Skip to Content
MIT Technology Review

How lightning strikes could explain the origin of life—on Earth and elsewhere

A new study suggests that lightning helps make an essential element available to organisms in habitable environments.
Johannes Plenio/Pexels

The search for life on other planets is a lot like cooking. (Bear with me for a second.) You can have all the ingredients in one place—water, a warm climate and thick atmosphere, the proper nutrients, organic material, and a source of energy—but if you don’t have any processes or conditions that can actually do something with those ingredients, you’ve just got a bunch of raw materials going nowhere. 

So sometimes, life needs a spark of inspiration—or maybe several trillion of them. A new study published in Nature Communications suggests lightning may have been a key component in making phosphorus available for organisms to use when life on Earth first appeared by about 3.5 billion years ago. Phosphorus is essential for making DNA, RNA, ATP (the energy source of all known life), and other biological components like cell membranes. 

“This study was actually a lucky discovery,” says Benjamin Hess, a Yale University researcher and lead author of the new paper. “It opens up new possibilities for finding life on Earth-like planets.”

This isn’t the first time lightning has been suggested as a vital part of what made life possible on Earth. Lab experiments have demonstrated that organic materials produced by lightning could have included precursor compounds like amino acids (which can join to form proteins).

This new study discusses the role of lightning in a different way, though. A big question scientists have always pondered has to do with the way early life on Earth accessed phosphorus. Although there was plenty of water and carbon dioxide available to work with billions of years ago, phosphorus was wrapped up in insoluble, unreactive rocks. In other words, the phosphorus was basically locked away for good.

How did organisms get access to this essential element? The prevailing theory has been that meteorites delivered phosphorus to Earth in the form of a mineral called schreibersite—which can dissolve in water, making it readily available for life forms to use. The big problem with this idea is that when life began over 3.5 to 4.5 billion years ago, meteorite impacts were declining exponentially. The planet needed a lot of phosphorus-containing schreibersite to sustain life. And meteorite impacts would also have been destructive enough to, well, kill off nascent life prematurely (see: the dinosaurs) or vaporize most of the schreibersite being delivered.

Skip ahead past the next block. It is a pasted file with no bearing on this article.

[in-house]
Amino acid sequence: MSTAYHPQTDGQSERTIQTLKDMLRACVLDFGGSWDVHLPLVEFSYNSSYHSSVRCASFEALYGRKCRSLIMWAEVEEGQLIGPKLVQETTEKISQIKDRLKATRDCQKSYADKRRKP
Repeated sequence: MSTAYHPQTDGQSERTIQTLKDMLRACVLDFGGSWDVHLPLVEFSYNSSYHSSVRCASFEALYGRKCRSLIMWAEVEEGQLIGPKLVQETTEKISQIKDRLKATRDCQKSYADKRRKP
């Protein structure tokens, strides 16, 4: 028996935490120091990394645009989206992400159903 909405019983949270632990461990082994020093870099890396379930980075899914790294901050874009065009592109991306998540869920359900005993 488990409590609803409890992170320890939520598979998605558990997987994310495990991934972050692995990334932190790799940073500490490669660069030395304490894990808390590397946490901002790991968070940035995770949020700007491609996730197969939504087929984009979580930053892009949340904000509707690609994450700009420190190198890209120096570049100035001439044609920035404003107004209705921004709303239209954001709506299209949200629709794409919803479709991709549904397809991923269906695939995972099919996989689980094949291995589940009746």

Hess and his colleagues believe they have found the solution. Schreibersite is also found in glass materials called fulgurites, which are formed when lighting hits Earth. When fulgurite forms, it incorporates phosphorus from terrestrial rocks. And it’s soluble in water. 

The authors of the new study collected fulgurite that had been produced by lighting hitting the ground in Illinois in 2016, initially just to study the effects of extreme flash heating as preserved in these kinds of samples. They found that the fulgurite sample was made of 0.4% schreibersite. 

From there it was just a matter of calculating how much schreibersite could have been produced by lightning billions of years ago, around the time the first life emerged on Earth. There’s a wealth of literature estimating ancient levels of atmospheric carbon dioxide, a contributing factor to lightning strikes. Armed with an understanding of how carbon dioxide trends correlate with lightning strikes, the team used that data to determine how much lightning would have been prevalent back then. 

Hess and colleagues determined that trillions of lightning strikes could have produced 110 to 11,000 kilograms of schreibersite every year. Over that amount of time, this activity should have made enough phosphorus available to encourage living organisms to grow and reproduce—and much more than would have been produced through meteorite impacts.

This is interesting stuff for understanding Earth’s history, but it also opens up a new view for thinking about life elsewhere. “This is a mechanism that may work on planets where meteorite impacts have become rare,” says Hess. This life-through-lightning model is limited to environments with shallow waters—lightning must produce fulgurite in areas where it can dissolve properly to release the phosphorus, but where it won’t become lost in a vast body of water. But this limit may not necessarily be a bad thing. At a time when astrobiology is obsessed with ocean worlds, the study puts the focus back on places like Mars that haven’t been submerged in global waters.

To be clear, the study doesn’t suggest that meteorite impacts play no role in making phosphorus accessible to life. And Hess emphasizes that other mechanisms, like hydrothermal vents, may simply bypass the need for either meteorites or lightning. 

And lastly, over 3.5 billion years ago Earth didn’t look the way it does today. It’s not completely clear there was enough rock exposed to the air—where it could be hit by lightning and lead to schreibersite production—to make phosphorus available. 

Hess is going to let other scientists handle those questions, since the study lies outside his normal work. “But I do hope this will make people pay attention to fulgurites, and test these mechanisms' viability further,” he says. “I hope our research will help us as we consider whether to search for life in shallow water environments, as we currently are on Mars.”